Epilepsy: Searching for Genetic Causes | Action Medical Research | Children's Charity

Epilepsy: searching for genetic causes

First published on 24 August 2009

Updated on 10 June 2013

What did the project achieve?

“Around one in three children with epilepsy have seizures that are difficult to control with existing medications,” explains Professor Sisodiya.1 “In many cases, it’s not been possible to explain why these children have epilepsy or why treatment isn’t working for them. We found that eight per cent of these children have some genetic changes, called copy number variants or CNVs, which seem to be causing their epilepsy.”

This important discovery is already benefiting children. “Children with epilepsy are now being offered tests to find out whether they may have the sort of genetic changes that we, and others, have discovered,” explains Professor Sisodiya. “If they do, it may sometimes be possible to tell the children and their families more about what type of epilepsy they are suffering from, why they’ve got it and what their seizures might be like in the future. This information can be invaluable in itself, for the children and their families. It can also make it easier to access appropriate support services.”

Further research is planned or ongoing, explains Professor Sisodiya: “In many cases, we still don’t know what’s causing children’s epilepsy, so we are looking for other genetic changes and investigating how they cause seizures.” This work could ultimately lead to better treatment.

This research was completed on 21 June 2012

Up to 58,000 children have epilepsy in the UK.1 Sadly, about one in three children carry on having seizures despite trying all suitable drugs.2 Even if medication does work, it can cause unpleasant side effects. Researchers are investigating the genetic causes of epilepsy. Their findings could boost their chances of developing better treatments, with fewer side effects, so more children can live seizure-free.

What's the problem and who does it affect?

Seizures and side effects

About 58,000 children and teenagers under the age of 18 have epilepsy in the UK.1 That’s one in every 242 children.1

Many children find medication can control their seizures. Sadly though, medication does not work for everyone. Around one in three children carry on having seizures despite trying all suitable drugs.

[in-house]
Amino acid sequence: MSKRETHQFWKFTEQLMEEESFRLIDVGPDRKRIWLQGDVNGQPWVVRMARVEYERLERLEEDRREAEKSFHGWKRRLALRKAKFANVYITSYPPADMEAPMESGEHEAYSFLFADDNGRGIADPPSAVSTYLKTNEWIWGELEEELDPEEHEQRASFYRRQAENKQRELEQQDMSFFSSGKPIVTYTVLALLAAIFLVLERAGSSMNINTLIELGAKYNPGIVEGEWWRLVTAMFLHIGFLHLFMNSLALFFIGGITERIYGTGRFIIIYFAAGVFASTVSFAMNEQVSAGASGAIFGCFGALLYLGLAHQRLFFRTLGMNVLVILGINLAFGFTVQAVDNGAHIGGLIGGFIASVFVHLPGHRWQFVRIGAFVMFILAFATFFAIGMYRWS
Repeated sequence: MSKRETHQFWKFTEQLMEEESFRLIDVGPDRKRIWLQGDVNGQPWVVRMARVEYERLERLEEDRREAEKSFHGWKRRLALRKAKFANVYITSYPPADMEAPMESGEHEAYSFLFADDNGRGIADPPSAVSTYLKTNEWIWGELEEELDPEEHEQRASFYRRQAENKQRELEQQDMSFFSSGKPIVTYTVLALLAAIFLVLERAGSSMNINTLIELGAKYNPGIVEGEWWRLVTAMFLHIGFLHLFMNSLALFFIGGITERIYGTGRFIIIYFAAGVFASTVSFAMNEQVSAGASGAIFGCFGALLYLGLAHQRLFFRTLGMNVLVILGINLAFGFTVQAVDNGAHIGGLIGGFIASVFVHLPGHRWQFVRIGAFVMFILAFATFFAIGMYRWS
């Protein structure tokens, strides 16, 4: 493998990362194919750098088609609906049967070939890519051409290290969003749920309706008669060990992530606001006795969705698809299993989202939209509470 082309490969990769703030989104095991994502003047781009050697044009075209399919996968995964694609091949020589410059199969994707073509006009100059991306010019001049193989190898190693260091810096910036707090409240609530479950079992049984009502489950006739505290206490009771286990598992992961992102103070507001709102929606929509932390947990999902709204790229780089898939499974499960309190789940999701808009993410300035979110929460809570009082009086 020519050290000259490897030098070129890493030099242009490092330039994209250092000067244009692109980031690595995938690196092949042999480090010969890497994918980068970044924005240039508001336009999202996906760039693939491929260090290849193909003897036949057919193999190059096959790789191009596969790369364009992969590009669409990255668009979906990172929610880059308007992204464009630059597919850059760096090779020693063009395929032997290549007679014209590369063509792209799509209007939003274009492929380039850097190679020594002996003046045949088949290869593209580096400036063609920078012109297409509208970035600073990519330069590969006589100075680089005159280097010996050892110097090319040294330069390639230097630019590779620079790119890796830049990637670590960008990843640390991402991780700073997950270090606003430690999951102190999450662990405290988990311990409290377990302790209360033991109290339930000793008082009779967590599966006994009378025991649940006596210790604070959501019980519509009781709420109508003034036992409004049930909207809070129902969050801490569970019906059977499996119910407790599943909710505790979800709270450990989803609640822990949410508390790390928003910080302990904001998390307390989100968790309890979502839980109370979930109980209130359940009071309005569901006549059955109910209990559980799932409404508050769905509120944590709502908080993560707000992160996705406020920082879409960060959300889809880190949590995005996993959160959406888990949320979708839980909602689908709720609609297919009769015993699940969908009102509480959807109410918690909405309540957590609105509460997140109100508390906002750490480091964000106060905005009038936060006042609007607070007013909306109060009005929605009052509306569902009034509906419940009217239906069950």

Seizures can be scary and troublesome, affecting many aspects of daily life. They usually happen unpredictably, interrupting whatever the child is doing at that time, meaning some activities, such as climbing, swimming or riding a bike, are not always safe.

Uncontrolled epilepsy can disrupt children’s schooling, hamper their intellectual and social development, complicate relationships, and weigh down heavily on family life. It can cause lasting harm that continues into adulthood, damaging future employment prospects and preventing them from driving a car when they are old enough.

Even if medication does stop a child’s seizures, it can have unpleasant side effects. Some children, for example, suffer sleepiness or changed behaviour. Side effects can prove problematic and difficult to tolerate, especially as children often remain dependent on drug treatment for the rest of their lives.

What is the project trying to achieve?

Hunting for genes

At the moment, it is often unclear why a child has developed epilepsy. The underlying disease processes that cause their seizures are not normally fully understood.

Research has revealed that specific changes – or mutations – in certain genes can cause epilepsy. These findings mostly relate to rare forms of epilepsy that follow an obvious inheritance pattern and affect only a small proportion of children with epilepsy.